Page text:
Since then, the Johnson County musician has had a number of iconic TV appearances, starting with his star-making duet with Justin Timberlake on the 2015 CMA Awards and most recently teaming with fellow Kentuckian Sturgill Simpson on “Saturday Night Live.”
But there is something special about the simple showcase “ACL” gives musicians for their songwriting and performance chops, and as expected, Stapleton makes the most of his debut on the show, which airs at 11 p.m. Saturday on KET (Ch. 46, Spectrum Ch. 12).
It’s a relatively brief six-song set drawn partially from the “Traveller” album and partially from last year’s two “From A Room” volumes.
The showpiece of the performance is the back-to-back pairing of the “From A Room: Vol. 1” barn burner “Second One To Know” and a solo, acoustic rendition of the “Traveller” confessional “Whiskey and You.”
“Second One” throttles ahead on a rhythmic drive from Stapleton’s guitar, Morehead bassist J.T. Cure, drummer Derek Mixon and even Morgane Stapleton’s steady tambourine.
It all comes to a head in a scorching, blurry single-chord solo at the finale that’ll leave you exhausted, even sitting on your couch. Then, Stapleton stands alone comparing irreplaceable love with the all too available spirit, his Martin guitar echoing throughout the theater.
A lot is made of Stapleton’s prowess as a songwriter and singer, but the showcase of “ACL” highlights other keys to his success including his guitar virtuosity and the essential backing vocals of his on- and off-stage partner Morgane Stapleton.
The latter is beautifully exemplified in their performance of the title song from “Traveller, with slightly varied harmonies on what is essentially a duet. There are also moments when it’s just fun to have the couple on stage together, like in “Hard Livin’” when he sings, “I looked a lot, but I never found, a woman that could settle me down,” and it seems he’s glancing at her — after all, they now have twins on the way.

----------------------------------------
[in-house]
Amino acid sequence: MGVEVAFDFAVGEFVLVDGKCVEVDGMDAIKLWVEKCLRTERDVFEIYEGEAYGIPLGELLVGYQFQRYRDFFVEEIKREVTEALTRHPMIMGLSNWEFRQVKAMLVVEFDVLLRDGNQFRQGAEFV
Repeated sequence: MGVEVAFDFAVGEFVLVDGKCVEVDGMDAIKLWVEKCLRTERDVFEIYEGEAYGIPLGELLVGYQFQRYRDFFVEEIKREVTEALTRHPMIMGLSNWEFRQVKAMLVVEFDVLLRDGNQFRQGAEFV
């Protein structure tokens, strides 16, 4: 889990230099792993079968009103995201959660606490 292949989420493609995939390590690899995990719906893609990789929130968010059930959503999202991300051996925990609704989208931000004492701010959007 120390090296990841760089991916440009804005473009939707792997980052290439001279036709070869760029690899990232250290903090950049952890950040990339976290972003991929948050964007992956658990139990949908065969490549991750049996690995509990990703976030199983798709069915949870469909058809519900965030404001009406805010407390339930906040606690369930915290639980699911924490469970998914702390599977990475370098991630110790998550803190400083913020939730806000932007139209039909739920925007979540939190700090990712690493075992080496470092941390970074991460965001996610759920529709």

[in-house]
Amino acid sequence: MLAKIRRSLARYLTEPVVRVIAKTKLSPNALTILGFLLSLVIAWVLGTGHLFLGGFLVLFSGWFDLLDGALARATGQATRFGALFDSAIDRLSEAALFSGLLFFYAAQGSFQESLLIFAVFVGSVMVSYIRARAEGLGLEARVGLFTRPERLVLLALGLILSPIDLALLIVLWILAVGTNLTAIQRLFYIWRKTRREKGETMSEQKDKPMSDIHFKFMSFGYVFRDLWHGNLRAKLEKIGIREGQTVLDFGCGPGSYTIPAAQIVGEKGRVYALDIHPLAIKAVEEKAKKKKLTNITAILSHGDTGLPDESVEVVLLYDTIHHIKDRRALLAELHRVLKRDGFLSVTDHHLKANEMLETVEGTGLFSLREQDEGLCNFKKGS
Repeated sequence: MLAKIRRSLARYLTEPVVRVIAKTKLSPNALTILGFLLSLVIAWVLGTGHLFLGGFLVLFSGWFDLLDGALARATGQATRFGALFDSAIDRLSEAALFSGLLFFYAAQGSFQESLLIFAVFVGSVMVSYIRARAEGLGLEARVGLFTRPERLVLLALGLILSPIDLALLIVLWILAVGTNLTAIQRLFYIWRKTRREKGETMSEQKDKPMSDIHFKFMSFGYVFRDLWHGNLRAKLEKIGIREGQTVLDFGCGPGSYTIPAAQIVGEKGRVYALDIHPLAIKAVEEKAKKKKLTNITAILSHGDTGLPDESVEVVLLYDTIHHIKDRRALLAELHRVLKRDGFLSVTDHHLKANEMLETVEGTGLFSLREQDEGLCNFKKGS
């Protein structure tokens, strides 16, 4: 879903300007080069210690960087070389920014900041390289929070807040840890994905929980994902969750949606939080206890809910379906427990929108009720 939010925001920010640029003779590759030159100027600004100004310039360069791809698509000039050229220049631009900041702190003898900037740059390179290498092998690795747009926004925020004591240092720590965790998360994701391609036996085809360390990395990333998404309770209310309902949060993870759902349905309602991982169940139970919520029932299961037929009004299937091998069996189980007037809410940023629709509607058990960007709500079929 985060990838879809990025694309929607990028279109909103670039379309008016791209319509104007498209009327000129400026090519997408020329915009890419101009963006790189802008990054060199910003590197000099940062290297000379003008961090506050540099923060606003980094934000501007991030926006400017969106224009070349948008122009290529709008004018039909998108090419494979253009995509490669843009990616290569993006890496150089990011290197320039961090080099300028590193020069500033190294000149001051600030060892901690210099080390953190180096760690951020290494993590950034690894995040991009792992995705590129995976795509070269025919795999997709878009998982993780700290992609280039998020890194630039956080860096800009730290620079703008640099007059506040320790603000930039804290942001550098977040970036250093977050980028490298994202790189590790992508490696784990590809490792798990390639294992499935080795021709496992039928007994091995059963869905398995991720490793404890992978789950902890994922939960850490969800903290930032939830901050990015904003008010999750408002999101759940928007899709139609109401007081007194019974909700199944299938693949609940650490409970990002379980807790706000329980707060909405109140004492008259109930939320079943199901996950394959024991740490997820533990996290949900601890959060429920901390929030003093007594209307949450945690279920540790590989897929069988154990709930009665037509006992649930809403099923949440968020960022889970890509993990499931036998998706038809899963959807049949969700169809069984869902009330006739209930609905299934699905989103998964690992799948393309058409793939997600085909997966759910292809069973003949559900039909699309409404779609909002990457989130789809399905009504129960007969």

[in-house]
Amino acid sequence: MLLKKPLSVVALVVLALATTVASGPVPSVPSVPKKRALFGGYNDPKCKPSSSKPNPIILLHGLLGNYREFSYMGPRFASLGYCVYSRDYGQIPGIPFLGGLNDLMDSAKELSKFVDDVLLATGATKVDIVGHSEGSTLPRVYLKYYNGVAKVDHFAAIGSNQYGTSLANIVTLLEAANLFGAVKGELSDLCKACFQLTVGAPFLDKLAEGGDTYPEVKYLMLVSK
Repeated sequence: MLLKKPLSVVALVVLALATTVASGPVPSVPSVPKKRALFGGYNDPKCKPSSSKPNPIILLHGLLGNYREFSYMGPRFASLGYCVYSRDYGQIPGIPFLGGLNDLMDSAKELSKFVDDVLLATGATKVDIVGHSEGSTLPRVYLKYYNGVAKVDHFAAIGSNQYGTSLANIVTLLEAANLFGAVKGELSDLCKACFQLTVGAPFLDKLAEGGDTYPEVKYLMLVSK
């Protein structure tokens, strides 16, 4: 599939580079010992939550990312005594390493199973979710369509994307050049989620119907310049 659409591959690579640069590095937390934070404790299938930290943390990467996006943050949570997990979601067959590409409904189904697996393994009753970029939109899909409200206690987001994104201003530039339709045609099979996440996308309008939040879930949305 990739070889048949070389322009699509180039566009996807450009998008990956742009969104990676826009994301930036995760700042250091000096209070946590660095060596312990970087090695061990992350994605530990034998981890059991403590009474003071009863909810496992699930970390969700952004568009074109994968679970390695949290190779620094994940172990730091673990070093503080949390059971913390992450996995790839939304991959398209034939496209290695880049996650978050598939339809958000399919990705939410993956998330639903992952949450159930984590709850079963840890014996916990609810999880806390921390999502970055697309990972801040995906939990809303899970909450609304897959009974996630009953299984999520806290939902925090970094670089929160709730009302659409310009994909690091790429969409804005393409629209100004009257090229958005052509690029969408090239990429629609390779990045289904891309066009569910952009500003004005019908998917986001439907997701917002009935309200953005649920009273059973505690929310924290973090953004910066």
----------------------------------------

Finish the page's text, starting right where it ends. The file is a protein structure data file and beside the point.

As much as he’s a celebrated songwriter, Stapleton has also shown a remarkable ability as a performer to make other writers’ song his own, Exhibit A being the Dean Dillon-Linda Hargrove classic “Tennessee Whiskey,” which used to be known as a George Jones song. As much as performing that song may seem routine for Stapleton, the “ACL” performance bends the tune and imbues it with a fresh fire that belies its soulful roots.
The interview segment following the performance is devoted to Stapleton’s admiration of the late Tom Petty, particularly his “Wildflowers” album. Recalling the concerts he opened for Petty last summer in Chicago and Wisconsin, the multiple Grammy Award-winner says, “awards are good and selling records is good, and making a living’s good. But when you get to do things with heroes, those are the things that ... elevate the experience of playing music. Those are the moments you’re going to remember and say, ‘Man, I did that one time.’”
The only complaint about Stapleton’s debut on the show would be that it wasn’t longer. The second half of Saturday’s show is devoted to Oklahoma-based Turnpike Troubadours, who offer a winning half-dozen songs of their own that invite further listening, particularly the jaunty “A Tornado Warning.”
Rich Copley: @copiousnotes
‘Austin City Limits’ with Chris Stapleton and the Turnpike Troubadours airs at 11 p.m. Feb. 17 on KET (Ch. 46, Spectrum Ch. 12).